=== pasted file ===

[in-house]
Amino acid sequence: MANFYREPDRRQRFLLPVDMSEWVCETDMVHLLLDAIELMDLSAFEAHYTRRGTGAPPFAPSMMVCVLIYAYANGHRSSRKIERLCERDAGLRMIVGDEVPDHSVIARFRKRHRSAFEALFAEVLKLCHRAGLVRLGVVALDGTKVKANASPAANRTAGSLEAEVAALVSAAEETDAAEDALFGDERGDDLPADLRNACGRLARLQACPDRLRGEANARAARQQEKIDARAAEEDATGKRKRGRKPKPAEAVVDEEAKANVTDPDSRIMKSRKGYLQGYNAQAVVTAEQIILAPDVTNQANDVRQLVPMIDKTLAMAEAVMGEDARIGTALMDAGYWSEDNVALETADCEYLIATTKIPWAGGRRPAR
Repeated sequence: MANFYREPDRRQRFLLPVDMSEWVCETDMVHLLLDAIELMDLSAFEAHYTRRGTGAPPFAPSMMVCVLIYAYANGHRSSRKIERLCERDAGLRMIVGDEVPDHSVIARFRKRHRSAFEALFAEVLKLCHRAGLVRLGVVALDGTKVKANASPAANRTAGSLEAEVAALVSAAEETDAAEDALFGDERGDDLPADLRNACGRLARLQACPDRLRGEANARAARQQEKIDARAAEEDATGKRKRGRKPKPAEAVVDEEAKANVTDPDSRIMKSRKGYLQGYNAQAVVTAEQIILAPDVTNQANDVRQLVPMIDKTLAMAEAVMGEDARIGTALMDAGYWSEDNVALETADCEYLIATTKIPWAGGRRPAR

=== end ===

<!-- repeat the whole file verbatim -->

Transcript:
[in-house]
Amino acid sequence: MANFYREPDRRQRFLLPVDMSEWVCETDMVHLLLDAIELMDLSAFEAHYTRRGTGAPPFAPSMMVCVLIYAYANGHRSSRKIERLCERDAGLRMIVGDEVPDHSVIARFRKRHRSAFEALFAEVLKLCHRAGLVRLGVVALDGTKVKANASPAANRTAGSLEAEVAALVSAAEETDAAEDALFGDERGDDLPADLRNACGRLARLQACPDRLRGEANARAARQQEKIDARAAEEDATGKRKRGRKPKPAEAVVDEEAKANVTDPDSRIMKSRKGYLQGYNAQAVVTAEQIILAPDVTNQANDVRQLVPMIDKTLAMAEAVMGEDARIGTALMDAGYWSEDNVALETADCEYLIATTKIPWAGGRRPAR
Repeated sequence: MANFYREPDRRQRFLLPVDMSEWVCETDMVHLLLDAIELMDLSAFEAHYTRRGTGAPPFAPSMMVCVLIYAYANGHRSSRKIERLCERDAGLRMIVGDEVPDHSVIARFRKRHRSAFEALFAEVLKLCHRAGLVRLGVVALDGTKVKANASPAANRTAGSLEAEVAALVSAAEETDAAEDALFGDERGDDLPADLRNACGRLARLQACPDRLRGEANARAARQQEKIDARAAEEDATGKRKRGRKPKPAEAVVDEEAKANVTDPDSRIMKSRKGYLQGYNAQAVVTAEQIILAPDVTNQANDVRQLVPMIDKTLAMAEAVMGEDARIGTALMDAGYWSEDNVALETADCEYLIATTKIPWAGGRRPAR